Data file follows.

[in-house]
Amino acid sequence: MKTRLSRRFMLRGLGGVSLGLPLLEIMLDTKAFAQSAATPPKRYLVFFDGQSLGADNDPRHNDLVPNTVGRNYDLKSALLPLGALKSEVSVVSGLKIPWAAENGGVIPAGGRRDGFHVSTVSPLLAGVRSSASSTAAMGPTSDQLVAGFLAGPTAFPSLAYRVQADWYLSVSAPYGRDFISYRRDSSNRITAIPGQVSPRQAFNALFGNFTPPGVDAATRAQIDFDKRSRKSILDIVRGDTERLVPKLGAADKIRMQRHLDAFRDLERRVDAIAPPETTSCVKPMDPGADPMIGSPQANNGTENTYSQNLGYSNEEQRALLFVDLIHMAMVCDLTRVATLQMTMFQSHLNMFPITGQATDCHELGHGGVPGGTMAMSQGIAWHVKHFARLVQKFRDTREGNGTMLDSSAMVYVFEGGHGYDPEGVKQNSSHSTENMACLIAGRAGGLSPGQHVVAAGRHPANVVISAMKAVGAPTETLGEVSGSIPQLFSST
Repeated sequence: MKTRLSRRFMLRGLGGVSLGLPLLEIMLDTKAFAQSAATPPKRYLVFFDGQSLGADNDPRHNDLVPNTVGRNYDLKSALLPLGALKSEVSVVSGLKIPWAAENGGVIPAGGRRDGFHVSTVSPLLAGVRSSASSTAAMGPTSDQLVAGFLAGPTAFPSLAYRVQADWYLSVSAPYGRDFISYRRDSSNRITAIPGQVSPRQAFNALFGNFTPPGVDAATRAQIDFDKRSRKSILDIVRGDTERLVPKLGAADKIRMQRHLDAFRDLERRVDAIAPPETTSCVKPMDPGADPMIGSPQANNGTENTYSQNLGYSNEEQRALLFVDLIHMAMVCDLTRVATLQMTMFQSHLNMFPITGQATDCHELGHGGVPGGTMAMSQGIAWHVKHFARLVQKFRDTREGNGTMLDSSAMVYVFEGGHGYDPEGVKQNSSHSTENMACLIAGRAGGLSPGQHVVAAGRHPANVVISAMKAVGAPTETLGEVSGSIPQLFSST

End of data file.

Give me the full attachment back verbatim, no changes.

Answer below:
[in-house]
Amino acid sequence: MKTRLSRRFMLRGLGGVSLGLPLLEIMLDTKAFAQSAATPPKRYLVFFDGQSLGADNDPRHNDLVPNTVGRNYDLKSALLPLGALKSEVSVVSGLKIPWAAENGGVIPAGGRRDGFHVSTVSPLLAGVRSSASSTAAMGPTSDQLVAGFLAGPTAFPSLAYRVQADWYLSVSAPYGRDFISYRRDSSNRITAIPGQVSPRQAFNALFGNFTPPGVDAATRAQIDFDKRSRKSILDIVRGDTERLVPKLGAADKIRMQRHLDAFRDLERRVDAIAPPETTSCVKPMDPGADPMIGSPQANNGTENTYSQNLGYSNEEQRALLFVDLIHMAMVCDLTRVATLQMTMFQSHLNMFPITGQATDCHELGHGGVPGGTMAMSQGIAWHVKHFARLVQKFRDTREGNGTMLDSSAMVYVFEGGHGYDPEGVKQNSSHSTENMACLIAGRAGGLSPGQHVVAAGRHPANVVISAMKAVGAPTETLGEVSGSIPQLFSST
Repeated sequence: MKTRLSRRFMLRGLGGVSLGLPLLEIMLDTKAFAQSAATPPKRYLVFFDGQSLGADNDPRHNDLVPNTVGRNYDLKSALLPLGALKSEVSVVSGLKIPWAAENGGVIPAGGRRDGFHVSTVSPLLAGVRSSASSTAAMGPTSDQLVAGFLAGPTAFPSLAYRVQADWYLSVSAPYGRDFISYRRDSSNRITAIPGQVSPRQAFNALFGNFTPPGVDAATRAQIDFDKRSRKSILDIVRGDTERLVPKLGAADKIRMQRHLDAFRDLERRVDAIAPPETTSCVKPMDPGADPMIGSPQANNGTENTYSQNLGYSNEEQRALLFVDLIHMAMVCDLTRVATLQMTMFQSHLNMFPITGQATDCHELGHGGVPGGTMAMSQGIAWHVKHFARLVQKFRDTREGNGTMLDSSAMVYVFEGGHGYDPEGVKQNSSHSTENMACLIAGRAGGLSPGQHVVAAGRHPANVVISAMKAVGAPTETLGEVSGSIPQLFSST